I have been to Costa Rica before and it was nice to arrive at a familiar hotel. We had a free morning so were very brave and walked into the city and created our own tour. It started with a little adventure, I went to the ATM to get some local currency and the second I keyed in the last digit of my pin my phone rang, it was my bank checking it was really me, but at the same time the ATM which was in a little booth would not let me out the door, it would not open. I was trapped. To get out I had to pass my ATM card under the door to my fellow travellers who swiped the door for it to open. What would I have done if they had not been there? I couldn’t really give my card to a stranger could I?
We had a local breakfast and then walked around the centre, looking at markets and shops and then we walked back to our hotel for a quiet lunch.
We knew the event was being held in the mountains and that it was a 2-3 hour drive. Our driver, who was from the university arrived but he didn’t speak much English and then we crawled as far as the airport as there were many accidents on the freeway, but then we met Carlos who is Oracle Columbia but had also presented in Panama, we had a translator. We knew the university was near San Carlos, and not too far from a volcano and we were staying in a spa resort nearby. The next 2 ½ hours was us slowly climbing a very twisty mountain road, often above the clouds and the rain forest but with a beautiful sunset. We stopped for a few minutes in a picturesque village with a lovely church and some amazing if not bizarre topiary and then just after dark and the most amazing sunset above the cloud level we arrived at the hotel.
I know I was tired but sometimes we do such stupid things. The journey seemed to take for ever and at one stage I looked at my watch but couldn't see it in the dark. So I used the torch on my iphone to look at it. Gurcan never stopped laughing at me. I keep telling everyone I am not technical.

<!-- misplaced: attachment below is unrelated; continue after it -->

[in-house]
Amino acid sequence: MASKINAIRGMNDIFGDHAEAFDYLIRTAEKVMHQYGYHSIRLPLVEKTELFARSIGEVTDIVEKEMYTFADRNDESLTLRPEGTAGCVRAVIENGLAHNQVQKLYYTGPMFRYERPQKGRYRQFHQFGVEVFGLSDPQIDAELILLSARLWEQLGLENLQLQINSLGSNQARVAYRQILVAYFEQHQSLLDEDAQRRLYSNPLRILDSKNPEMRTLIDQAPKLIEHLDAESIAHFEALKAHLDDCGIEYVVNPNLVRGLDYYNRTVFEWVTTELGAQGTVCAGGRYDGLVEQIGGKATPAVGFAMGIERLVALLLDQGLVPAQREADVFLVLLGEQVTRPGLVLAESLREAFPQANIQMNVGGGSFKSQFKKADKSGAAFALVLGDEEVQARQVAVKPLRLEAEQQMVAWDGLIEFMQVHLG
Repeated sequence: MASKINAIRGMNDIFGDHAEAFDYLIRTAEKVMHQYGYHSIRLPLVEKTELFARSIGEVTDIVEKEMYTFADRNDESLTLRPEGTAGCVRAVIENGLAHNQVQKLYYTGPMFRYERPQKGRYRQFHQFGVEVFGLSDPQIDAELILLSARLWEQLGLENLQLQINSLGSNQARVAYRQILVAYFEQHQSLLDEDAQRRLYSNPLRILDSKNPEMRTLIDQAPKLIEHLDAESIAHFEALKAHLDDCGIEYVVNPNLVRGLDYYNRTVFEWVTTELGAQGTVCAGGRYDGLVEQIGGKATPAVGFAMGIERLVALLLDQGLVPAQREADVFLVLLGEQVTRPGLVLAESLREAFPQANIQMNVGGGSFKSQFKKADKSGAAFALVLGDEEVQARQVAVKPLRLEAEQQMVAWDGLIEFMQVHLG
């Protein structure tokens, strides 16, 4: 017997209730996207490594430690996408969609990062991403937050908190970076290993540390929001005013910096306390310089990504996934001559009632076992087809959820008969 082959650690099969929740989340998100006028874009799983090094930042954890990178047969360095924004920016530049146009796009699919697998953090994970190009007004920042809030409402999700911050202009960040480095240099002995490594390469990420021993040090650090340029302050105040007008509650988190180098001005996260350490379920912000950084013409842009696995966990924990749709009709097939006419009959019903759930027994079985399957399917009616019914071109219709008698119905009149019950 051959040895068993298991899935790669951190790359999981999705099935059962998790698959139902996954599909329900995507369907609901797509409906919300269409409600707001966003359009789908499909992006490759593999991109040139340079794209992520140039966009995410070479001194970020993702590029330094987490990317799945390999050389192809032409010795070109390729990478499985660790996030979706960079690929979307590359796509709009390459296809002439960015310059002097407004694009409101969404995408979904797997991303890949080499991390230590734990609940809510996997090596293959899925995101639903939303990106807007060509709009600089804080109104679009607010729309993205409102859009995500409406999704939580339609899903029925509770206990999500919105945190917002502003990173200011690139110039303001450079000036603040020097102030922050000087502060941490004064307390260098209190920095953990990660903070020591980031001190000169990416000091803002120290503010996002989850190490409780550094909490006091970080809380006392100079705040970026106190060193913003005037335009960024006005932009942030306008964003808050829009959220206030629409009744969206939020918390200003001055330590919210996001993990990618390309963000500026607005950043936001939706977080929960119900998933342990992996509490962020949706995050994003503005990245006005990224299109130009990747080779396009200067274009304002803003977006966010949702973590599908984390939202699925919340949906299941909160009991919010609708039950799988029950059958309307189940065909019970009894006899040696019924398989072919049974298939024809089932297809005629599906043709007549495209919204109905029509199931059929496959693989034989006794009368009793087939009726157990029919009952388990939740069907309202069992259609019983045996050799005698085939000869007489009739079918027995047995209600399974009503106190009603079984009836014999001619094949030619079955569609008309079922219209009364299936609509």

We had dinner and then went for a swim in the spa, not as hot as I was expecting or would have liked but it was a great way to relax.
The event was held at Centro de Transferencia Tecnológica y Educación (CTEC), San Carlos, Alajuela, the most amazing university high in the mountains. It is a public university and it was explained that as Costa Rica has no army since they can spend money on health and education.
We were joined in Costa Rica by my great friend Alex Gorbachev and it was great to catch up.
In Costa Rica they have a tradition of allocating each speaker a dedicated student to ensure everything we need is provided. I was aware of this on my last trip but didn't realise how much it meant to the students. My volunteer Dayana Perez Sibaja explained that they had to write an essay on what they expected to get from the opportunity and their English professor selected the successful students. they had done a lot of research on each of us and I felt really touched.
Again I had the opportunity to talk to students but we also had professional people at the event and I got them to share how they use Oracle applications. One disappointment was that due to a personal emerency Ronald Vargas the usergroup leader was unable to join us. I really was looking forward to seeing him again.
We also got a tour of the university which has a phenominal tourism facility , eco tourism is so important to their economy and they do a lot of research as well as teach. I was particularly interested in the mint and citrus plant they have combined to make mohitos! They have an awesome butterfly enclosure and many alligators they manage.
After the event we found out we had travelled up via the tourist road and where promised that going back we could have a fast road. Unfortunately the weather was poor and we got stuck behind a coach and we didn't actually save any time. Mark Sewtz from the Oracle APEX team was with us in the coach and he looked after my go pro taking time lapsed photos of the journey home, something we should have done on the way up, which I really regret, but still next time......
We went back to our first hotel and then the following morning had the opportunity to do a coffee tour. It was so funny the guides were just natural comedians. We actually learnt a lot about engaging your audience which I am sure we can all use in our presentations as well as learning about coffee.
All too soon it was time to say goodbye to Costa Rica and move on to the next country on the tour.
P.s. Branden reminded me of the earthquake at about 3am the last day, I did wake up but have to admit didn't consciously feel it, although it was 4.8 and close by.